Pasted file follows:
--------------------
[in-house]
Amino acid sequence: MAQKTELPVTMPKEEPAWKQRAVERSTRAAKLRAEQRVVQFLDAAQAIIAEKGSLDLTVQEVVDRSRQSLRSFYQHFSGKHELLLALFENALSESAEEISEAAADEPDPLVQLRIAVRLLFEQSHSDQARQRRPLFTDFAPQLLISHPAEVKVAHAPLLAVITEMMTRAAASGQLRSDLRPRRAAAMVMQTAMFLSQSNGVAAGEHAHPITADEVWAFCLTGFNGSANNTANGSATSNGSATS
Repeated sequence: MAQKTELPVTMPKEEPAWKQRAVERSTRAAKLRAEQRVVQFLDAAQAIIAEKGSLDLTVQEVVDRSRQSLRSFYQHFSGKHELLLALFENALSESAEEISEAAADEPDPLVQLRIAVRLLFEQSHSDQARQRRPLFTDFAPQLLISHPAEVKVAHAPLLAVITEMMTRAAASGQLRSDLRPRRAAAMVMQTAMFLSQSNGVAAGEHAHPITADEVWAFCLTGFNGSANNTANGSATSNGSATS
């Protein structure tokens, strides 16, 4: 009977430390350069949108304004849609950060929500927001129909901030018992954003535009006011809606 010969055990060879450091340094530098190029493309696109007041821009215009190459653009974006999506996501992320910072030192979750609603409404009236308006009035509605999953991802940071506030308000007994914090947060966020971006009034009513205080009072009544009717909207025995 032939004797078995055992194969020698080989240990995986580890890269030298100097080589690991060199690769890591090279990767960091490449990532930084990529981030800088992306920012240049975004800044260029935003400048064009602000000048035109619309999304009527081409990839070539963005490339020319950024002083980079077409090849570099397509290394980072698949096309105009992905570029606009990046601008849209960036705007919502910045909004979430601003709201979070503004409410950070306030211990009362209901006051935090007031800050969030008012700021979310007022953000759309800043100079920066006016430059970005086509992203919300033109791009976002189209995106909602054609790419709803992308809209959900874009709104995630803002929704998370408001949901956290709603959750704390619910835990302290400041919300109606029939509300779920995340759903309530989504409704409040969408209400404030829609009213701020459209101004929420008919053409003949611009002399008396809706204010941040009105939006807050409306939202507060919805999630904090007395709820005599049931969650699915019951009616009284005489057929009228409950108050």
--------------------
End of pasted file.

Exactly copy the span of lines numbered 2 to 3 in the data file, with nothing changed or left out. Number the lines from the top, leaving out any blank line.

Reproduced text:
Amino acid sequence: MAQKTELPVTMPKEEPAWKQRAVERSTRAAKLRAEQRVVQFLDAAQAIIAEKGSLDLTVQEVVDRSRQSLRSFYQHFSGKHELLLALFENALSESAEEISEAAADEPDPLVQLRIAVRLLFEQSHSDQARQRRPLFTDFAPQLLISHPAEVKVAHAPLLAVITEMMTRAAASGQLRSDLRPRRAAAMVMQTAMFLSQSNGVAAGEHAHPITADEVWAFCLTGFNGSANNTANGSATSNGSATS
Repeated sequence: MAQKTELPVTMPKEEPAWKQRAVERSTRAAKLRAEQRVVQFLDAAQAIIAEKGSLDLTVQEVVDRSRQSLRSFYQHFSGKHELLLALFENALSESAEEISEAAADEPDPLVQLRIAVRLLFEQSHSDQARQRRPLFTDFAPQLLISHPAEVKVAHAPLLAVITEMMTRAAASGQLRSDLRPRRAAAMVMQTAMFLSQSNGVAAGEHAHPITADEVWAFCLTGFNGSANNTANGSATSNGSATS